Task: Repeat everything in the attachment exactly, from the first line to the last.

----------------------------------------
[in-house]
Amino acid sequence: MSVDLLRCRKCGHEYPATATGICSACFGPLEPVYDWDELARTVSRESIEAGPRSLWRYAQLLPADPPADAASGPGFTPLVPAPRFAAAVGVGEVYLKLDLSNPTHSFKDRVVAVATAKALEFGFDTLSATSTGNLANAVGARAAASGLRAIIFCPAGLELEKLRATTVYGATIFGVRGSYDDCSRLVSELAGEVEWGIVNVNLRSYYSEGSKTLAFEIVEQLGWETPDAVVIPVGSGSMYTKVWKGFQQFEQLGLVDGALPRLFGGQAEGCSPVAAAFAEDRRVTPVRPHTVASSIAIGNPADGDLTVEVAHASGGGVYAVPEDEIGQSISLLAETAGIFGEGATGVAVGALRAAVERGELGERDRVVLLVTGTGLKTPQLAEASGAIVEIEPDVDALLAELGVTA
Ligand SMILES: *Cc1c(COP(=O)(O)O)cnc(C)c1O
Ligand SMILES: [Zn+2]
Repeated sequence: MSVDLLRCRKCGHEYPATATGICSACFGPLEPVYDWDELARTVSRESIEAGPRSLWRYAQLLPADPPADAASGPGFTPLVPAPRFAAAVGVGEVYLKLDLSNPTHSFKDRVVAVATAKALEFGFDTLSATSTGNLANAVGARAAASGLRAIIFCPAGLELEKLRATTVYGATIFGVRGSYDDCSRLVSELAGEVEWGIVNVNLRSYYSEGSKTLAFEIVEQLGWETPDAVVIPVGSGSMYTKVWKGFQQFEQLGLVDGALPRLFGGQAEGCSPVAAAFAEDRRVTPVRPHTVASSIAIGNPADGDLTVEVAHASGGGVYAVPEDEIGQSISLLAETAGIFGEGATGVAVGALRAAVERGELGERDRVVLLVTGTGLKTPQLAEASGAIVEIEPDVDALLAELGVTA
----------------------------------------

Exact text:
[in-house]
Amino acid sequence: MSVDLLRCRKCGHEYPATATGICSACFGPLEPVYDWDELARTVSRESIEAGPRSLWRYAQLLPADPPADAASGPGFTPLVPAPRFAAAVGVGEVYLKLDLSNPTHSFKDRVVAVATAKALEFGFDTLSATSTGNLANAVGARAAASGLRAIIFCPAGLELEKLRATTVYGATIFGVRGSYDDCSRLVSELAGEVEWGIVNVNLRSYYSEGSKTLAFEIVEQLGWETPDAVVIPVGSGSMYTKVWKGFQQFEQLGLVDGALPRLFGGQAEGCSPVAAAFAEDRRVTPVRPHTVASSIAIGNPADGDLTVEVAHASGGGVYAVPEDEIGQSISLLAETAGIFGEGATGVAVGALRAAVERGELGERDRVVLLVTGTGLKTPQLAEASGAIVEIEPDVDALLAELGVTA
Ligand SMILES: *Cc1c(COP(=O)(O)O)cnc(C)c1O
Ligand SMILES: [Zn+2]
Repeated sequence: MSVDLLRCRKCGHEYPATATGICSACFGPLEPVYDWDELARTVSRESIEAGPRSLWRYAQLLPADPPADAASGPGFTPLVPAPRFAAAVGVGEVYLKLDLSNPTHSFKDRVVAVATAKALEFGFDTLSATSTGNLANAVGARAAASGLRAIIFCPAGLELEKLRATTVYGATIFGVRGSYDDCSRLVSELAGEVEWGIVNVNLRSYYSEGSKTLAFEIVEQLGWETPDAVVIPVGSGSMYTKVWKGFQQFEQLGLVDGALPRLFGGQAEGCSPVAAAFAEDRRVTPVRPHTVASSIAIGNPADGDLTVEVAHASGGGVYAVPEDEIGQSISLLAETAGIFGEGATGVAVGALRAAVERGELGERDRVVLLVTGTGLKTPQLAEASGAIVEIEPDVDALLAELGVTA